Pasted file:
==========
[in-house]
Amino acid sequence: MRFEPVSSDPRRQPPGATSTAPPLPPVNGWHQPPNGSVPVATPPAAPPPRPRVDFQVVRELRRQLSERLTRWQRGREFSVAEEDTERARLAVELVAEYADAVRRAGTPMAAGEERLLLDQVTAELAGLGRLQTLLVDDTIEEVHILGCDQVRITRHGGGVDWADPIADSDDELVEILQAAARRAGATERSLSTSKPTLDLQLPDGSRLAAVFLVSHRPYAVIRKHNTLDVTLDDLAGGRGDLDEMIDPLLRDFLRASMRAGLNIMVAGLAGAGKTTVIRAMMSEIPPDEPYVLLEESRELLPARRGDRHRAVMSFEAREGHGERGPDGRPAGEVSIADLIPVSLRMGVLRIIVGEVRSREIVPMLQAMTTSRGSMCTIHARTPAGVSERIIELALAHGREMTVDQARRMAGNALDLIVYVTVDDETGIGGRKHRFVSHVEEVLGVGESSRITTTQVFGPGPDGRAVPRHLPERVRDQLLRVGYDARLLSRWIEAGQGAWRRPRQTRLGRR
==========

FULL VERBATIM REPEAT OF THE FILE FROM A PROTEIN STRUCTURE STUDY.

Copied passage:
[in-house]
Amino acid sequence: MRFEPVSSDPRRQPPGATSTAPPLPPVNGWHQPPNGSVPVATPPAAPPPRPRVDFQVVRELRRQLSERLTRWQRGREFSVAEEDTERARLAVELVAEYADAVRRAGTPMAAGEERLLLDQVTAELAGLGRLQTLLVDDTIEEVHILGCDQVRITRHGGGVDWADPIADSDDELVEILQAAARRAGATERSLSTSKPTLDLQLPDGSRLAAVFLVSHRPYAVIRKHNTLDVTLDDLAGGRGDLDEMIDPLLRDFLRASMRAGLNIMVAGLAGAGKTTVIRAMMSEIPPDEPYVLLEESRELLPARRGDRHRAVMSFEAREGHGERGPDGRPAGEVSIADLIPVSLRMGVLRIIVGEVRSREIVPMLQAMTTSRGSMCTIHARTPAGVSERIIELALAHGREMTVDQARRMAGNALDLIVYVTVDDETGIGGRKHRFVSHVEEVLGVGESSRITTTQVFGPGPDGRAVPRHLPERVRDQLLRVGYDARLLSRWIEAGQGAWRRPRQTRLGRR